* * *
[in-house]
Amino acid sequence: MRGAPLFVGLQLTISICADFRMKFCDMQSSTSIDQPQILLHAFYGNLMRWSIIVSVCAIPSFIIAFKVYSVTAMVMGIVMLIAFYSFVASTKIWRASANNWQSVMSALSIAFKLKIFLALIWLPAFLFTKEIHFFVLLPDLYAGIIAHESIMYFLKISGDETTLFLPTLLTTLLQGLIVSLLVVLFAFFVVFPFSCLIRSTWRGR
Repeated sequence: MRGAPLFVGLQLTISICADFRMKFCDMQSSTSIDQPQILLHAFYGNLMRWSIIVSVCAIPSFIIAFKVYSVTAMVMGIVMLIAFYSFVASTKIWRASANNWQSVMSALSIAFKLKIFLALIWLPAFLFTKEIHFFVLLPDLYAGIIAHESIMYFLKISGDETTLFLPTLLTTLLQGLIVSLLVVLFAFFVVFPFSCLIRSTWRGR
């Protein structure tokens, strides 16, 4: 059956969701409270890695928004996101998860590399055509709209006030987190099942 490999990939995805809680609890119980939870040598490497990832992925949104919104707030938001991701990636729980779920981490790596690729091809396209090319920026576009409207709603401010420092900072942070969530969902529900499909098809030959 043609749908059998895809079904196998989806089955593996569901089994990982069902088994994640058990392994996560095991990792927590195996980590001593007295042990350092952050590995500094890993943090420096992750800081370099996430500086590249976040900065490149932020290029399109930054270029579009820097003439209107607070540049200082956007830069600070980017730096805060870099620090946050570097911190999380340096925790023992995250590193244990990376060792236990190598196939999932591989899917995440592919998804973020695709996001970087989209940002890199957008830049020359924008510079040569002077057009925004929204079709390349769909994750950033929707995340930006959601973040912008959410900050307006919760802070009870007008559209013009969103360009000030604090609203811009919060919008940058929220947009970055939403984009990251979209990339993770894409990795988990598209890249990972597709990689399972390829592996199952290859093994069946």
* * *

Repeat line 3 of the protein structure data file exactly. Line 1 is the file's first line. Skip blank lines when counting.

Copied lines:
Repeated sequence: MRGAPLFVGLQLTISICADFRMKFCDMQSSTSIDQPQILLHAFYGNLMRWSIIVSVCAIPSFIIAFKVYSVTAMVMGIVMLIAFYSFVASTKIWRASANNWQSVMSALSIAFKLKIFLALIWLPAFLFTKEIHFFVLLPDLYAGIIAHESIMYFLKISGDETTLFLPTLLTTLLQGLIVSLLVVLFAFFVVFPFSCLIRSTWRGR